In today's Wisconsin State Journal, columnist Bill Wineke took a stand against a new line of dolls for young girls. These dolls look normal enough, except that they come with a Bible lesson, cookie cutters and a recipe, and a list of activities. In his column, Wineke argues that such toys could have a deleterious effect on the upbringing of girls who might, as a result, aspire to a life of traditional domesticity.
Fair enough. All children, whether boys and girls, should decide for themselves what kind of life they want. For many, this involves some balance of a career and a family. Others may ultimately decide to do one or the other. It's not clear to me that one choice is inherently better than the other. Feminism, after all, is about giving women the right to work as their skills and desires dictate, not about women working. Toys play a role in that upbringing. I played with a lot of GI Joes when I was little, and for the longest time I wanted to attend the Naval Academy. So it's not unreasonable based on my personal experience with toys that a domestically-oriented toy might encourage girls to place too much emphasis upon family life, just like GI Joes maybe encouraged me to develop too much interest in military struggle.
What is unreasonable is Wineke's many unwritten assumptions throughout his article. For one thing, it's not clear to me that Leah, Elisabeth, and Abigail are really all about staying home, never thinking about working outside the home, and smashing the many contributions of feminism. They're dolls, and children impose their own narratives onto them -- not the other way around.
Since this is a food blog I'll go into but one of thing that gave me pause. Wineke wonders if "making cookies is the highest aspiration we can set for our daughters."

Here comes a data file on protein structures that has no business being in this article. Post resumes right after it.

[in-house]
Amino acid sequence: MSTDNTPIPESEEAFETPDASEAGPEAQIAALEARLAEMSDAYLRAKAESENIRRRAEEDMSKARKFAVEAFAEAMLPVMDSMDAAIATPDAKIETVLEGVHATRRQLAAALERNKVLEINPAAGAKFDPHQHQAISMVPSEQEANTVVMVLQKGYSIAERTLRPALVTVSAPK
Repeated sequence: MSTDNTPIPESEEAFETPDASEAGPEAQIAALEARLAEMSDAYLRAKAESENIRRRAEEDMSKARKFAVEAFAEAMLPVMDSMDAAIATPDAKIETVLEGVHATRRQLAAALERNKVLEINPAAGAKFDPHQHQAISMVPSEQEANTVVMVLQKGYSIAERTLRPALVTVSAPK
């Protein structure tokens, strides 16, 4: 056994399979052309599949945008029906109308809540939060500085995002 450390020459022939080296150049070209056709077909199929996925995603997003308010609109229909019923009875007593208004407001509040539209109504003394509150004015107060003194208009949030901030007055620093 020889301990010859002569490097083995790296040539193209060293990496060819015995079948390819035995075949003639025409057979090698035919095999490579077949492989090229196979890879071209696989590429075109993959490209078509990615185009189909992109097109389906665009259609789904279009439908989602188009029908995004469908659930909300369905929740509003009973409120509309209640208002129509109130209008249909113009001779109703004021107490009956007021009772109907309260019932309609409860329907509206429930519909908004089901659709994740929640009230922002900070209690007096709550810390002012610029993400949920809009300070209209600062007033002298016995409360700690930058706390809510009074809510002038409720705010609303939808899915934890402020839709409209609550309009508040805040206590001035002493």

Since when were cooking and baking trifles, spurious activities that should not be taken Seriously? Learning to cook is good thing. It encourages healthy eating habits, independence, and gets you doing something with your hands. And it's a craft that anyone can take pride in, and whose product appeals to everyone. It can lead to an increasingly respected profession on top of that. Cooking can be incredibly simple or incredibly complex. I'm sure if they were instead Science Dolls that came with a protractor, Wineke would ask if drawing circles was "the highest aspiration we can set for our daughters." It's not like Science Doll owners would be deriving Euclid's Elements with it.
It bothers me that most people view cooking in the context of home economics, rather than a craft. This approach, reinforced by public education, seem bass ackwards to me. The food I made in home economics was not stuff that I'd ever want to eat. We made pizza by toasting some bread, spreading some canned pasta sauce on top of it, along with some pre-grated cheese, and pre-sliced pepperoni. Could you imagine coming home from work and making that for dinner? Yeah, I can't either.
Cooking is an important skill, and an important component of a cultural identity. If that identity is reflected by the "pizza" I learned how to make in junior high, then it's a sad state of affairs. Children should be taught to make food that tastes good and that they can take pride in. When I taste the difference between a canned product and one I've made myself, this little lightbulb has always gone off in my head telling me "so this is what it's supposed to taste like." Once you taste the difference between something as simple as homemade stock, as opposed to the canned stuff, you're hooked. Not because someone made you to combine ingredients somehow or because it's good for you or because it saves money. But because it's what you actually want.
If Proverbs-reading, feminism-crushing, cookie-baking dolls motivate children to actually make a cookie... well... that's something important, isn't it?